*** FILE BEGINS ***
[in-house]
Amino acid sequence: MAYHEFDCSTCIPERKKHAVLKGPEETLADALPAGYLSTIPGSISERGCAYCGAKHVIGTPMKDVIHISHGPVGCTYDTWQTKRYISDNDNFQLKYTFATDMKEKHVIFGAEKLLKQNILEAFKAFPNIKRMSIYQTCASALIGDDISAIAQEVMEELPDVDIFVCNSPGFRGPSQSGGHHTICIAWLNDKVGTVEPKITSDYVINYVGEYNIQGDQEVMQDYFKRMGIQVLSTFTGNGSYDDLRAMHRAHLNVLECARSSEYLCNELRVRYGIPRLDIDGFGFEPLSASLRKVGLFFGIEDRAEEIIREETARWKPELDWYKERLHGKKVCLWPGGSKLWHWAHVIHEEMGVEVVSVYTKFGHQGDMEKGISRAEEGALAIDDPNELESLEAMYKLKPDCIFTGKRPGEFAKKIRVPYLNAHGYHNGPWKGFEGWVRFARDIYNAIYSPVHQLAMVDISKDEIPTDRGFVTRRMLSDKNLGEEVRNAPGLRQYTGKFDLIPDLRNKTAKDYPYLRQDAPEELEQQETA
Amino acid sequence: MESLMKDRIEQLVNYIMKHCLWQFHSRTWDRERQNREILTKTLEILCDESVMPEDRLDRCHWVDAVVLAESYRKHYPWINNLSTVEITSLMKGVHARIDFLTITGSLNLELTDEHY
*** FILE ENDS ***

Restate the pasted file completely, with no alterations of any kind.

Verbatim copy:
[in-house]
Amino acid sequence: MAYHEFDCSTCIPERKKHAVLKGPEETLADALPAGYLSTIPGSISERGCAYCGAKHVIGTPMKDVIHISHGPVGCTYDTWQTKRYISDNDNFQLKYTFATDMKEKHVIFGAEKLLKQNILEAFKAFPNIKRMSIYQTCASALIGDDISAIAQEVMEELPDVDIFVCNSPGFRGPSQSGGHHTICIAWLNDKVGTVEPKITSDYVINYVGEYNIQGDQEVMQDYFKRMGIQVLSTFTGNGSYDDLRAMHRAHLNVLECARSSEYLCNELRVRYGIPRLDIDGFGFEPLSASLRKVGLFFGIEDRAEEIIREETARWKPELDWYKERLHGKKVCLWPGGSKLWHWAHVIHEEMGVEVVSVYTKFGHQGDMEKGISRAEEGALAIDDPNELESLEAMYKLKPDCIFTGKRPGEFAKKIRVPYLNAHGYHNGPWKGFEGWVRFARDIYNAIYSPVHQLAMVDISKDEIPTDRGFVTRRMLSDKNLGEEVRNAPGLRQYTGKFDLIPDLRNKTAKDYPYLRQDAPEELEQQETA
Amino acid sequence: MESLMKDRIEQLVNYIMKHCLWQFHSRTWDRERQNREILTKTLEILCDESVMPEDRLDRCHWVDAVVLAESYRKHYPWINNLSTVEITSLMKGVHARIDFLTITGSLNLELTDEHY